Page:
The Armed Services Vocational Aptitude Battery (ASVAB) is a mandatory test when joining the military. It is offered in three versions. The first version is CAT (computerized adaptive testing), in which a correct answer leads to more difficult questions. The MET-site test is given only for entrance into the military, while the Student ASVAB allows students to explore career opportunities.
The ASVAB consists of 200 multiple choice questions that are divided into ten short tests that evaluate your strengths in the areas: general science, word knowledge, arithmetic reasoning, numerical operations, paragraph comprehension, auto and shop information, coding speed, mechanical comprehension, electronics and mathematical knowledge.and it takes approximately three hours to complete. An ASVAB test administrator will give you instructions and tell you how long you have to complete each test. Before you begin, you will be given the opportunity to answer practice questions and ask any questions about taking the test.
The four most important areas you will be scored in are: word knowledge, arithmetic reasoning, paragraph comprehension and mathematical knowledge. These scores determine if you qualify to enlist in the armed services and if you are eligible for specialty jobs and a signing bonus. There is not a pass or fail when taking the ASVAB, however; to be considered for enlistment in the Army, you need to score at least a 31. Your scores will be provided to you on a report called the ASVAB Student Results Sheet, with additional information to help you understand your score. The chart below explains the time length and number of questions in each area.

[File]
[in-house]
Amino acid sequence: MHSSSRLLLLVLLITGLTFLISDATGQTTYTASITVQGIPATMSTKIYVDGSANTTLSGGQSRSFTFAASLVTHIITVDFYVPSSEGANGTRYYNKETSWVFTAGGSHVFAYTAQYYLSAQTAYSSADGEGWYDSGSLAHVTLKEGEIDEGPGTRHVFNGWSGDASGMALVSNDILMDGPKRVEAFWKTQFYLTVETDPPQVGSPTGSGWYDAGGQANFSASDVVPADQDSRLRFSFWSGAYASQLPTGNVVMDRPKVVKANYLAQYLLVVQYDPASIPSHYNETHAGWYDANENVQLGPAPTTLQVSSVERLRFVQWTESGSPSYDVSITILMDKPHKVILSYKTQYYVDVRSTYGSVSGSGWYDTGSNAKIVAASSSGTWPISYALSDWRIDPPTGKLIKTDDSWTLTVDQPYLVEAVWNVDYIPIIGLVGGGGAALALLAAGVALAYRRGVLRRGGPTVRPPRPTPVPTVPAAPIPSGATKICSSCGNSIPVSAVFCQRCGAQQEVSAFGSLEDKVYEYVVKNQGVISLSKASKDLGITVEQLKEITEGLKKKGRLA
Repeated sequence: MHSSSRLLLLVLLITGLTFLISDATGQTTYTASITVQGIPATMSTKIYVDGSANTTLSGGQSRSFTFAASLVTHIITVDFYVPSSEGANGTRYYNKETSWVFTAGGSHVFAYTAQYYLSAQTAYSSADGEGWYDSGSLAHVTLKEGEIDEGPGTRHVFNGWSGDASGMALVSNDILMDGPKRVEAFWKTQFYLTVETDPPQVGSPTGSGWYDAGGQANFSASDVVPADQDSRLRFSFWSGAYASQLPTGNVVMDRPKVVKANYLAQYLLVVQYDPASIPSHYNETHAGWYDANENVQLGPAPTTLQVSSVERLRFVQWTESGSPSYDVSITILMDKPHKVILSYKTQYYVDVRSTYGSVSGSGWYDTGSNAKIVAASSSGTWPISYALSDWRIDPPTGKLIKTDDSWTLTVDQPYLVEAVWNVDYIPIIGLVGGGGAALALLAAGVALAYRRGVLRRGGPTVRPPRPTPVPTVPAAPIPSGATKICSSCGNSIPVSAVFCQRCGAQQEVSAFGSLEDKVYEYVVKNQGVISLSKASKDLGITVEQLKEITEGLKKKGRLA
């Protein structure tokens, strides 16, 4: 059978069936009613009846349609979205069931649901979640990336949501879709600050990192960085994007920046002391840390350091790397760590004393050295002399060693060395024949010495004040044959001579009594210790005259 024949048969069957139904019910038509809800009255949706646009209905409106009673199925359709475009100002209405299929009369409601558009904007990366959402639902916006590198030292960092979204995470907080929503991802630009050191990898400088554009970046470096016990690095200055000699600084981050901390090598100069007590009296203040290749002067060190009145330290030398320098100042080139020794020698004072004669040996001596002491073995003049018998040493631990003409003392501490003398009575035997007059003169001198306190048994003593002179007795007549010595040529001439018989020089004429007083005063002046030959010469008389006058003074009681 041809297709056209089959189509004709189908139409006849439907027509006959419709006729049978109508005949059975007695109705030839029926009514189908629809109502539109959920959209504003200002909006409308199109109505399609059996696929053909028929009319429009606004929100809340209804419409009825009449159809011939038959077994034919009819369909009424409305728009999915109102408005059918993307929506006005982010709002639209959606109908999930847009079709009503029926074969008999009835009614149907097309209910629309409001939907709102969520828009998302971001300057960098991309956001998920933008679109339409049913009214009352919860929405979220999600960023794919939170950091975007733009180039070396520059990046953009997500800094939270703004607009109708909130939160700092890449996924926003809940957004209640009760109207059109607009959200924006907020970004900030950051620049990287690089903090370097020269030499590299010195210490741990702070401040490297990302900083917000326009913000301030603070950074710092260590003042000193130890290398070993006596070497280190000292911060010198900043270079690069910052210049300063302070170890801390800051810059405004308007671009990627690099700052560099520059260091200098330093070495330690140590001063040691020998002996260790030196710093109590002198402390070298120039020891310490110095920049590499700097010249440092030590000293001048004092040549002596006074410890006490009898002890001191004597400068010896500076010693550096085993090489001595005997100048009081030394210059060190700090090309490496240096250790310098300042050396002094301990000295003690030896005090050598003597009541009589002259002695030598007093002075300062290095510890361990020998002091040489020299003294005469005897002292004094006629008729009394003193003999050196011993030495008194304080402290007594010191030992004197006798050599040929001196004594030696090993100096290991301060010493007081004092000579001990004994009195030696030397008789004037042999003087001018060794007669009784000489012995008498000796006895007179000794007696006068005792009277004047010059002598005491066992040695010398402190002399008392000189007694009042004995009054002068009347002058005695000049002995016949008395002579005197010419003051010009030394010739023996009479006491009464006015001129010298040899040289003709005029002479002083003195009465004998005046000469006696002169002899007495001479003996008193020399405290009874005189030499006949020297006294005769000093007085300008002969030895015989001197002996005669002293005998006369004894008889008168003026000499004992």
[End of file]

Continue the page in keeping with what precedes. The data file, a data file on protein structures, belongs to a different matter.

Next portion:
|General Science||11||25||Measures knowledge of physical and biological sciences|
|Arithmetic Reasoning||36||30||Measures ability to solve arithmetic word problems|
|Word Knowledge||11||35||Measures ability to select the correct meaning of words presented in context, and identify synonyms|
|Paragraph Comprehension||13||15||Measures ability to obtain information from written material|
|Auto and Shop Information||11||25||Measures knowledge of automobiles, tools, and shop terminology and practices|
|Mathematics Knowledge||24||25||Measures knowledge of high school mathematics principles|
|Mechanical Comprehension||19||25||Measures knowledge of mechanical and physical principles, and ability to visualize how illustrated objects work|
|Electronics Information||9||20||Tests knowledge of electricity and electronics|
ASVAB results are valid for two years. After taking an initial ASVAB Test (any ASVAB test taken in school doesn’t count as an "initial test"), one must wait a minimum of 30 days for the first re-test, 30 days for the second re-test, and then a minimum of six months for any re-tests thereafter. There are no limits to the number of times the ASVAB can be taken if he/she failed to achieve a minimum qualifying score.
Step 1 – Is The Army Right For Me?
Step 2 – Choose The Right Path
Step 3 – Talk To The Recruiter
Step 4 – Ace The ASVAB
Step 5 – Process In
Step 6 – Choose Your Army Job
Step 7 – Get Ready For Boot camp